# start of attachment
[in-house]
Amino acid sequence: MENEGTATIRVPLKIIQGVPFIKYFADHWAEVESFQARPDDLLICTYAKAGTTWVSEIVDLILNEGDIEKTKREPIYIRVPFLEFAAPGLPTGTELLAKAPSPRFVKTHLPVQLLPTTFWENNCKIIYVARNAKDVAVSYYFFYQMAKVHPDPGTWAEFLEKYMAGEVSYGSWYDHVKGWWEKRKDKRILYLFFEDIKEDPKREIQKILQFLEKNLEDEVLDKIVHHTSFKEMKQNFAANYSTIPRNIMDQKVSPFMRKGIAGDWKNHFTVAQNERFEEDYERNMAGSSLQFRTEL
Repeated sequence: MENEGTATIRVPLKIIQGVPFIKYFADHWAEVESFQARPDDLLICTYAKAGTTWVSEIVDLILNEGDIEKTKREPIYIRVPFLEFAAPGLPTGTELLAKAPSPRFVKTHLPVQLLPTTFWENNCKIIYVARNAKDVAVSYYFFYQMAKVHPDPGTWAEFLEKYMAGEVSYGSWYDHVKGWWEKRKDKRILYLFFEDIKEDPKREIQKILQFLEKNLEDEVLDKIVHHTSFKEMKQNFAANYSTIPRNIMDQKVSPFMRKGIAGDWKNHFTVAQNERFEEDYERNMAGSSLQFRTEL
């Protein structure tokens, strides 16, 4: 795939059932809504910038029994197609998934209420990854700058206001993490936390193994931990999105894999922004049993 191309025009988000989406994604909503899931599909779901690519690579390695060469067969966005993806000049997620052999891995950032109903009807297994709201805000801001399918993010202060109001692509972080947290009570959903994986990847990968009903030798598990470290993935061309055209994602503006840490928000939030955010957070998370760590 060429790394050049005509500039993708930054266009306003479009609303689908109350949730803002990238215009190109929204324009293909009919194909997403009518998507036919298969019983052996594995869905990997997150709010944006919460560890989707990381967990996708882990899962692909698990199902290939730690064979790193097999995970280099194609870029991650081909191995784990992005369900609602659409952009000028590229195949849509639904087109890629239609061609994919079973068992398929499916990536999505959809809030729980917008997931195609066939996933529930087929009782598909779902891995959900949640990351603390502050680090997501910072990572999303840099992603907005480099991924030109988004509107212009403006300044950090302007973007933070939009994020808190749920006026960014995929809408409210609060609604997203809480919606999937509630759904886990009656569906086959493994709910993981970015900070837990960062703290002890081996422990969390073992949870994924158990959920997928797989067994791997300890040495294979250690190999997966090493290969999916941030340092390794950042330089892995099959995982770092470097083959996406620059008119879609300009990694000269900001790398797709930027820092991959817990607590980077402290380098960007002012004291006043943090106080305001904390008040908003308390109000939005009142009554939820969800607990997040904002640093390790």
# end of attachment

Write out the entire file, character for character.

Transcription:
[in-house]
Amino acid sequence: MENEGTATIRVPLKIIQGVPFIKYFADHWAEVESFQARPDDLLICTYAKAGTTWVSEIVDLILNEGDIEKTKREPIYIRVPFLEFAAPGLPTGTELLAKAPSPRFVKTHLPVQLLPTTFWENNCKIIYVARNAKDVAVSYYFFYQMAKVHPDPGTWAEFLEKYMAGEVSYGSWYDHVKGWWEKRKDKRILYLFFEDIKEDPKREIQKILQFLEKNLEDEVLDKIVHHTSFKEMKQNFAANYSTIPRNIMDQKVSPFMRKGIAGDWKNHFTVAQNERFEEDYERNMAGSSLQFRTEL
Repeated sequence: MENEGTATIRVPLKIIQGVPFIKYFADHWAEVESFQARPDDLLICTYAKAGTTWVSEIVDLILNEGDIEKTKREPIYIRVPFLEFAAPGLPTGTELLAKAPSPRFVKTHLPVQLLPTTFWENNCKIIYVARNAKDVAVSYYFFYQMAKVHPDPGTWAEFLEKYMAGEVSYGSWYDHVKGWWEKRKDKRILYLFFEDIKEDPKREIQKILQFLEKNLEDEVLDKIVHHTSFKEMKQNFAANYSTIPRNIMDQKVSPFMRKGIAGDWKNHFTVAQNERFEEDYERNMAGSSLQFRTEL
């Protein structure tokens, strides 16, 4: 795939059932809504910038029994197609998934209420990854700058206001993490936390193994931990999105894999922004049993 191309025009988000989406994604909503899931599909779901690519690579390695060469067969966005993806000049997620052999891995950032109903009807297994709201805000801001399918993010202060109001692509972080947290009570959903994986990847990968009903030798598990470290993935061309055209994602503006840490928000939030955010957070998370760590 060429790394050049005509500039993708930054266009306003479009609303689908109350949730803002990238215009190109929204324009293909009919194909997403009518998507036919298969019983052996594995869905990997997150709010944006919460560890989707990381967990996708882990899962692909698990199902290939730690064979790193097999995970280099194609870029991650081909191995784990992005369900609602659409952009000028590229195949849509639904087109890629239609061609994919079973068992398929499916990536999505959809809030729980917008997931195609066939996933529930087929009782598909779902891995959900949640990351603390502050680090997501910072990572999303840099992603907005480099991924030109988004509107212009403006300044950090302007973007933070939009994020808190749920006026960014995929809408409210609060609604997203809480919606999937509630759904886990009656569906086959493994709910993981970015900070837990960062703290002890081996422990969390073992949870994924158990959920997928797989067994791997300890040495294979250690190999997966090493290969999916941030340092390794950042330089892995099959995982770092470097083959996406620059008119879609300009990694000269900001790398797709930027820092991959817990607590980077402290380098960007002012004291006043943090106080305001904390008040908003308390109000939005009142009554939820969800607990997040904002640093390790």